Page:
May 24 is Schizophrenia Awareness Day, for those of you who don’t know. I’ve had some experience with mental illness in my family and know how difficult it is to diagnose them. It seems only fitting that I take the time to share some of what I’ve learned from books and medical experts so others may better recognize and understand this terrible, incurable affliction.
What is schizophrenia?
Understanding the disease is the key to understanding it. Official research statements say schizophrenia is a severe chronic brain disorder; about 1-percent of Americans has it. In form, scientists have discovered flaws in the neurological makeup of the brain, with nerve clusters forming incorrectly, resulting in parts of the brain communicating in ways that are detrimental to the persons psyche. In some patients, the very structure of the brain looks different, with some cavities being larger, others too small, and other warped, which gives further evidence to theories of how schizophrenia is caused.
Causes of schizophrenia
Schizophrenia can be cause by equal parts genetics and environment. Scientists have known for years that schizophrenia runs in families. However, new research indicates that environmental factors can cause specific genes to malfunction during the developing years and result in permanent damage later on. There is also some indication that a combination of genetic predisposition and environmental factors are necessary to cause the disorder to surface.
Types of schizophrenia
Contrary to popular belief, there’s more than one type of schizophrenia, each with their own problems unique to each class of the disease. The most commonly known is Paranoid Schizophrenia, but others exist.
- Paranoid: characterized by delusions and auditory hallucinations, but otherwise normal intellect and emotions. Patients exhibit anger, anxiety, argumentative behavior and aloofness.
- Disorganized: speech and behavior disorganized or difficult to understand accompanied by inappropriate emotions. Patients often laugh for no apparent reason, make illogical statements, or preoccupied with their own thoughts, showing absent-mindedness or ADD-like symptoms.
- Undifferentiated: some symptoms seen in all above schizophrenia types, but not enough to define it, making it hard to diagnose and treat.
- Residual: requires a past history of at least one schizophrenic episode, but without any current positive symptoms (delusions, hallucinations, disorganized speech, odd behavior). Can go into remission or reoccur periodically.
Symptoms of schizophrenia
The symptoms of schizophrenia are not always apparent or even displayed. A person can go for years without showing any outward signs of being ill, while in others the illness can cause bizarre behavior and outright aggression. In some cases a person will learn to live with the symptoms and never show any signs at all. But there are still telltale signs even the most careful individuals cannot disguise. Such as:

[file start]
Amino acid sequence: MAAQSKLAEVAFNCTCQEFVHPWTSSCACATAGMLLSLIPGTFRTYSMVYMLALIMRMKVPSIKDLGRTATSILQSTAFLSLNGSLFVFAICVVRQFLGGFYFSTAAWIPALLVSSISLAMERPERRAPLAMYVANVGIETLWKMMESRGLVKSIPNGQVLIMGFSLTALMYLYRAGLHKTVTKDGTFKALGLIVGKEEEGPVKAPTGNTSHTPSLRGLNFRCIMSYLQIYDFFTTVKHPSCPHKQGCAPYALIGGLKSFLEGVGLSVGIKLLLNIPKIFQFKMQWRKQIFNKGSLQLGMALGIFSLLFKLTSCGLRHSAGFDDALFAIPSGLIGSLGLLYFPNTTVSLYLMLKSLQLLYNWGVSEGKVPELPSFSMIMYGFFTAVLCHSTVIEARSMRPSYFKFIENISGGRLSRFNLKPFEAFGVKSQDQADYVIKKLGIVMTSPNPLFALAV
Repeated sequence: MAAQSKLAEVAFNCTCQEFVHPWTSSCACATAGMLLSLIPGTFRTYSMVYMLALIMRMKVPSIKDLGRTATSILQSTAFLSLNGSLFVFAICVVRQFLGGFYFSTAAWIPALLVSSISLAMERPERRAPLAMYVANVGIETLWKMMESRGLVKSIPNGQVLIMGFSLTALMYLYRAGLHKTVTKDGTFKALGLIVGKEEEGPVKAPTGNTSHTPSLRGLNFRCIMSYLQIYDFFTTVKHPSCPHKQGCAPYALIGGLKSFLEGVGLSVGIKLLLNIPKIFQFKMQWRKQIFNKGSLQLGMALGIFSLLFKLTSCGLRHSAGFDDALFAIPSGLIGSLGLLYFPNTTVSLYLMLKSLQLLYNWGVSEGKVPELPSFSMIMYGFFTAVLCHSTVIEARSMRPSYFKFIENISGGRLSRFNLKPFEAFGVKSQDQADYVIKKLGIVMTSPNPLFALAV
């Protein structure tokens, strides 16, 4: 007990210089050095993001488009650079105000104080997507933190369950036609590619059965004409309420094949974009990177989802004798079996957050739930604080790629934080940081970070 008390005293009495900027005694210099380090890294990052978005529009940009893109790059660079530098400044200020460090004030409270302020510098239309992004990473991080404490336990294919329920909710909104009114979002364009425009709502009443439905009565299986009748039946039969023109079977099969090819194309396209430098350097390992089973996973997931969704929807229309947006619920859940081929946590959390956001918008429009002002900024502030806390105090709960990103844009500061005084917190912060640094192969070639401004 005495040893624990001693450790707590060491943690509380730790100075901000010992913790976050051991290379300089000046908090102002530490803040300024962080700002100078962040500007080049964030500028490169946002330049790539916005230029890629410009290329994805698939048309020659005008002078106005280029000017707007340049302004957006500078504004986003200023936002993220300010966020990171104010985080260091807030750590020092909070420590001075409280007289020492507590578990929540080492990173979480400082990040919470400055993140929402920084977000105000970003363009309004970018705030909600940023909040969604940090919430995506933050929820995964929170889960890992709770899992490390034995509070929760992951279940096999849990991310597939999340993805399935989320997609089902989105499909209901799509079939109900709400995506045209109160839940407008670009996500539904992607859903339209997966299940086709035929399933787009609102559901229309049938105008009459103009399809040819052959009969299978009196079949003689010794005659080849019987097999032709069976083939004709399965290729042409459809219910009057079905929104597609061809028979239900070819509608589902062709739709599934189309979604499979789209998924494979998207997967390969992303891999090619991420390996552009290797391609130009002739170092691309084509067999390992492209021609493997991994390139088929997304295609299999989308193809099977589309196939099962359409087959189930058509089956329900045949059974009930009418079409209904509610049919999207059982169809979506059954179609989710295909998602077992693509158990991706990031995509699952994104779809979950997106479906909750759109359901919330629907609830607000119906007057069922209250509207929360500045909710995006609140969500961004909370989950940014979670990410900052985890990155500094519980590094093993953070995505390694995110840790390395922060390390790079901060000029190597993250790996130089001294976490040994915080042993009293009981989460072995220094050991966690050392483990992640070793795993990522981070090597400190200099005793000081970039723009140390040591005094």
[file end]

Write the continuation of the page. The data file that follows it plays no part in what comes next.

- Social withdrawal
- Lack of appetite or hygiene
- Delusions or Hallucinations
- Disorganized Speech
- Feeling of outside control or persecution
There is no known cure for schizophrenia. Fortunately, there are many treatments and doctors are continuously developing more effective ways to combat the disorder. Antipsychotic drugs like Thorazine, Haldol and Prolixin are available, as will atypical antipsychotics like Risperdal, Zyprexa, Invega, Abilify, and Seroquel. They come with side effects like blurred vision, drowsiness, rigidity, muscle spasms, tremors, that sort of thing. A physician should be consulted before taking anything.
If not medications, there are other ways of managing the condition. Some people practice psychosocial treatments, learning to cope with the disease and work around it through education, illness management, and self-discipline. Also, there are many outreach programs to help those with schizophrenia function better in their communities.
Unfortunately, the very worst cases will eventually, if not immediately, require hospitalization due to increasingly erratic behavior. On the bright side, some patients, like famed Mathematician and Economist John Nash, recover on their own after many years and the disease slips into permanent remission.
Even if you don’t have schizophrenia or know anyone who does, it’s always good to have a general knowledge of a disease so when you do encounter people with the disorder you can be better prepared to handle the situation. Many schizophrenics are shunned by society because they are so different from normal people, but most people don’t realize that with help, understanding, and compassion, they can lead very normal, very productive lives.